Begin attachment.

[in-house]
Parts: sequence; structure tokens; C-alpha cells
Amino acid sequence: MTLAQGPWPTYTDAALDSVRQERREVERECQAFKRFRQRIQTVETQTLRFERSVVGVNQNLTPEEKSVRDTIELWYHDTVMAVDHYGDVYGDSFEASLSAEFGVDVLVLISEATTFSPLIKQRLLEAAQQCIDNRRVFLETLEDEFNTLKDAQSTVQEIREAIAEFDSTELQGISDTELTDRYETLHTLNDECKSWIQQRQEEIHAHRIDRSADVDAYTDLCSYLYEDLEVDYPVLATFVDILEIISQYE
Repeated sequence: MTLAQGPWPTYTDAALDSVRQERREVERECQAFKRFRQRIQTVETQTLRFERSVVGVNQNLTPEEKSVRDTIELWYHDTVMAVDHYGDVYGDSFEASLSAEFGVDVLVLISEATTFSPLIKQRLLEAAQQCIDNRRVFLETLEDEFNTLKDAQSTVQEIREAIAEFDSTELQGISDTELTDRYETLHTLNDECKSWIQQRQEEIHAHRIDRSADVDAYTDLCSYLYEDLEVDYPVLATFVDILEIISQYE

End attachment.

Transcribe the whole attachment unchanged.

[in-house]
Parts: sequence; structure tokens; C-alpha cells
Amino acid sequence: MTLAQGPWPTYTDAALDSVRQERREVERECQAFKRFRQRIQTVETQTLRFERSVVGVNQNLTPEEKSVRDTIELWYHDTVMAVDHYGDVYGDSFEASLSAEFGVDVLVLISEATTFSPLIKQRLLEAAQQCIDNRRVFLETLEDEFNTLKDAQSTVQEIREAIAEFDSTELQGISDTELTDRYETLHTLNDECKSWIQQRQEEIHAHRIDRSADVDAYTDLCSYLYEDLEVDYPVLATFVDILEIISQYE
Repeated sequence: MTLAQGPWPTYTDAALDSVRQERREVERECQAFKRFRQRIQTVETQTLRFERSVVGVNQNLTPEEKSVRDTIELWYHDTVMAVDHYGDVYGDSFEASLSAEFGVDVLVLISEATTFSPLIKQRLLEAAQQCIDNRRVFLETLEDEFNTLKDAQSTVQEIREAIAEFDSTELQGISDTELTDRYETLHTLNDECKSWIQQRQEEIHAHRIDRSADVDAYTDLCSYLYEDLEVDYPVLATFVDILEIISQYE